CAIRO: Reports of torture in prisons have not exceeded 20 in the past six months, and therefore cannot be considered systematic, Assistant of Minister of Justice for the Human Rights Sector, Judge Ahmed el-Sergany, told Youm 7 Thursday.
He added that torture is “unacceptable and must be faced firmly.”
In the past several months, authorities have been accused of arresting people arbitrarily, in what Samia Jahin, a member of Freedom for the Brave, a detainee’s rights advocacy group, described as a “violent police crackdown.” The number of such detainees is estimated between 16,000 and 23,000, the group said in a April 8 press conference.
“We have seen police officers threatening suspects that they will continue torturing them if they file a complaint to prosecution authorities,” Mahmoud Bilal, a lawyer at the Egyptian Center for Economic and Social Rights, told Al-Shorouq News on Feb. 10.
Sergany said there is no committee from the human’s rights sector responsible to inspect prisons, which is the purview of the Ministry of Interior.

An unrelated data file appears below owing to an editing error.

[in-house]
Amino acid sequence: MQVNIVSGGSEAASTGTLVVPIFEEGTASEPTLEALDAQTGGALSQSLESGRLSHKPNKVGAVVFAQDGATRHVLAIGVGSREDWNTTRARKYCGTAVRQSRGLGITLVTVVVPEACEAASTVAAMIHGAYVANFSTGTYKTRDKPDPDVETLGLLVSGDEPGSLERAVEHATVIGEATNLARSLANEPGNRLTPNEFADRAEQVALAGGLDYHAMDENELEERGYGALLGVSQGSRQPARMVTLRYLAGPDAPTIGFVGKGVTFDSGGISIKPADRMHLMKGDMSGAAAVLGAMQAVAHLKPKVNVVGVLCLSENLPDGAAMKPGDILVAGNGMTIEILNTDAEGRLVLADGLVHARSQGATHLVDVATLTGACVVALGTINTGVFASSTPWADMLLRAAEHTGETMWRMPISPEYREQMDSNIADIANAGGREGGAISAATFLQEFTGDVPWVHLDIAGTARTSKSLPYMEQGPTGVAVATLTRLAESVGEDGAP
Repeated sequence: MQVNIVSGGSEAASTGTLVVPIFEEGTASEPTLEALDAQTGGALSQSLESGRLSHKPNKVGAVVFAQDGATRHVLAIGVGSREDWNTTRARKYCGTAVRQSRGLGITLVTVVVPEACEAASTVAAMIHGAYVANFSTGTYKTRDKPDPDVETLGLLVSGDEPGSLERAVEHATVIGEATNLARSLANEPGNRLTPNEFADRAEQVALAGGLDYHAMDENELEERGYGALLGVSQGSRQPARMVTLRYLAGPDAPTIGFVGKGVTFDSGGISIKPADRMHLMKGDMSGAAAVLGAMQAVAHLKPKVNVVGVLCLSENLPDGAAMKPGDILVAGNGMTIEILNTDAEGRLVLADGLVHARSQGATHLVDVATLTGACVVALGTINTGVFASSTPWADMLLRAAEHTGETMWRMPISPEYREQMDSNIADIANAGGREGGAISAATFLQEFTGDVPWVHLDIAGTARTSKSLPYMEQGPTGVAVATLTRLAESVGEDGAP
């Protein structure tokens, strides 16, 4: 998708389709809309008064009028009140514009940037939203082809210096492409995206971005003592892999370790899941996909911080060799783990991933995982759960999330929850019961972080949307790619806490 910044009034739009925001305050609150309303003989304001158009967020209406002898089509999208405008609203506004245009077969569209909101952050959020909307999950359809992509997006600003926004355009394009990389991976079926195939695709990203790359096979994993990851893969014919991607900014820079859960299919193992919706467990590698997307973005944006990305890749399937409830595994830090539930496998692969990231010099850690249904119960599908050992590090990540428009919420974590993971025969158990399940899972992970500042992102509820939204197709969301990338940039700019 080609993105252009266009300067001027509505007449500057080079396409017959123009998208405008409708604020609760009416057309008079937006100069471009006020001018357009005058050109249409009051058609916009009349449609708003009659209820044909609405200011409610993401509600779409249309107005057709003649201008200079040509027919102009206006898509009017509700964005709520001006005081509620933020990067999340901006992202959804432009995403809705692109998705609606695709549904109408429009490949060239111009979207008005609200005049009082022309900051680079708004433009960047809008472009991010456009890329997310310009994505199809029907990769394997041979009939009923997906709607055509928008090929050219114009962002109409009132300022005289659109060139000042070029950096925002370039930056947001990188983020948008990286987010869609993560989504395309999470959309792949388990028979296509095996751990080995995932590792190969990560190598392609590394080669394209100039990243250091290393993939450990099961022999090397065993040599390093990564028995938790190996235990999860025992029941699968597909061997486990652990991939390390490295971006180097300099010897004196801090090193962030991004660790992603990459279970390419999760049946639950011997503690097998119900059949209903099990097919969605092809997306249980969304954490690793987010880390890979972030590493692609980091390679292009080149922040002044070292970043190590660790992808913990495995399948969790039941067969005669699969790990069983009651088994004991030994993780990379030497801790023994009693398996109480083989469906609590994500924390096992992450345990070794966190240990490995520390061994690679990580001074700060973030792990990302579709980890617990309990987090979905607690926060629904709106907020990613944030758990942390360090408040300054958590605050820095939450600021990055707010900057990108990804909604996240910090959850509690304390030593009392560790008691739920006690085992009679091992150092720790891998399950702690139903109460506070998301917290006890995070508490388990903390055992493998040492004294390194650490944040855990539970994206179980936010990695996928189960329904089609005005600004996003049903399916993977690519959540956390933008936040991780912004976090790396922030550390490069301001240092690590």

Sixteen human rights organizations signed a joint statement in February demanding a halt to the use of torture. The Ministry of Interior responded with a denial of any torture inside prisons.
Sergany told Youm7 that he and a delegation of members of the Ministry of Justice and human rights organizations visited the Italian ministries of interior, foreign affairs, health and general prosecution. He also added that the human rights sector is working on developing new plans that guarantee human’s rights in all factions of the society.
“Sexual harassment inside prison is becoming a regular act,” said Ayat Hamada who was arrested at Al-Azhar University. “It is good that I came out of jail still a virgin,” she told The Cairo Post April 8.
“Authorities practice systematic repression, they want you to be scared and if you get out they want you to stay at home and not speak,” she added.